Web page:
Norwalk resources to manage your stress & support your family
COVID has had a tough impact on all of us. At this point, it's normal to be struggling. But help is here!
This week, The Norwalk Partnership presented the findings of our recent community survey. Here are a few key statistics:
Norwalkers reported that the area where COVID has had the worst impact is on their mental health – worse even than their financial and employment status.
Our survey included a screening tool (the PHQ4), which found that 62% of our survey respondents were experiencing psychological distress, including 29% having moderate to severe symptoms.
40% of parents were concerned about their kids’ depression.
18% of respondents said they were using alcohol more.
22% reported worse access to mental health services.
Only 39% of respondents knew about 2-1-1 and 28% knew about local agencies that offer support.
55% of parents knew about the Teen Talk counselors at the high schools and 49% knew about the School-Based Health Centers.
These statistics show why it’s so important for us to have open conversations about mental health. There is no shame in saying you’re anxious or depressed--LITERALLY the majority of us are! By opening up about it, you can get help. So, in time for May--the national observance of both Mental Health Awareness Month and National Prevention Week--read on for a few things everyone should know & resources to support you!
(Scroll through our May bulletin in the images below, or download the bulletin at the bottom of this page.)
Practice self-care! We all need 3 things: people, passion, purpose. So find ways to connect; make time each day for something that brings you joy; and find ways to feel meaningful, whether at work or volunteering.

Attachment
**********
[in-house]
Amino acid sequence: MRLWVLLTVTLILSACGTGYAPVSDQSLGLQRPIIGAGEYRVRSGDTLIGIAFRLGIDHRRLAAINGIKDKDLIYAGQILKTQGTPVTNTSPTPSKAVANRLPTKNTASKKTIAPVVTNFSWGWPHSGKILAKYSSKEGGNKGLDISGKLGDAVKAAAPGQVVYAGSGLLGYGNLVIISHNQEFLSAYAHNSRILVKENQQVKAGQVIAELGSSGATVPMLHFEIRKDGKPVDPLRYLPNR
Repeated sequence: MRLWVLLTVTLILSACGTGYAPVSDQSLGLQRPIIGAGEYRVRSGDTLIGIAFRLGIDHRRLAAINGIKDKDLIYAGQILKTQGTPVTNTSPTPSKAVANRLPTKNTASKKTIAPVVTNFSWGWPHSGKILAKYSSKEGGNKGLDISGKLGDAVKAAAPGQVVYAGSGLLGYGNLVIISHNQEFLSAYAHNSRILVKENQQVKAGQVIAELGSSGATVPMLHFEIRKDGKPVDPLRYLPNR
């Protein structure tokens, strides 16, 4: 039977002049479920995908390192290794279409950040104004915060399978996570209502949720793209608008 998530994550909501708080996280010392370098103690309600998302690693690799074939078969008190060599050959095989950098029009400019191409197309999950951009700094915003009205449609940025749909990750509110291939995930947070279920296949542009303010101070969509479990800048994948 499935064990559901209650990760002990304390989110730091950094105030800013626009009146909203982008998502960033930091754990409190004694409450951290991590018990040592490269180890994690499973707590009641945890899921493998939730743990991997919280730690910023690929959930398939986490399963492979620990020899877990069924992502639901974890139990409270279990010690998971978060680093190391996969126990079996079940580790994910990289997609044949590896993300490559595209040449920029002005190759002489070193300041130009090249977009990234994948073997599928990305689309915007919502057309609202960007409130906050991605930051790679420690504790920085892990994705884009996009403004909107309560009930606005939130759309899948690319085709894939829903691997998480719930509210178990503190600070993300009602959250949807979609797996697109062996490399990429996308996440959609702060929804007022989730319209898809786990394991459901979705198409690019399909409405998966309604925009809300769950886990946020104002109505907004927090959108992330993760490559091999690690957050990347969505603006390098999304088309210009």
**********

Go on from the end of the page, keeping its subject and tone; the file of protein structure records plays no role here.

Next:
Know how to recognize when your stress or symptoms are more than you can handle. Norwalk's community partners are offering a variety of online programs as well as a Mental Health Community Fair during May. Download our May bulletin to see opportunities for families & teens.
Know how to reach out to others & help them. May is a great time to get trained to recognize signs that someone's struggling. Everyone should be trained to be alert to signs of suicide and know what you can do to help someone--so take some time to attend a Question, Persuade, Refer (QPR) training in English or Spanish. Give an hour and a half and be equipped to possibly save a life. Ages 16 and up. .
Pay attention to the coping skills you & your family are using. It’s easy to use alcohol and drugs, but those create many more problems. The 2nd week of May is National Prevention Week, which is an opportunity for families to discuss those issues together. Our calendar lists options such as a film screening, links to recordings and slideshows, and a downloadable picture book in English and Spanish. Spend some time going through these with your family!
And finally, know where you can go to get help. We’ve put together a Norwalk-specific resource list (2-page handout), as well as a slideshow of emotional supports for teens, both of which are downloadable on our Get Help page and below. We’ll have the resource list in Spanish soon. Since Norwalkers aren't aware of all the resources that are out there, we encourage everyone reading this to share this information on your social media and website!
Remember: You are not alone. It’s a sign of strength to ask for help. We are all in this together, and we all want to be here to support one another!
Download the May bulletin, the Norwalk Resources handout, and the Emotional Supports for Teens slideshow below: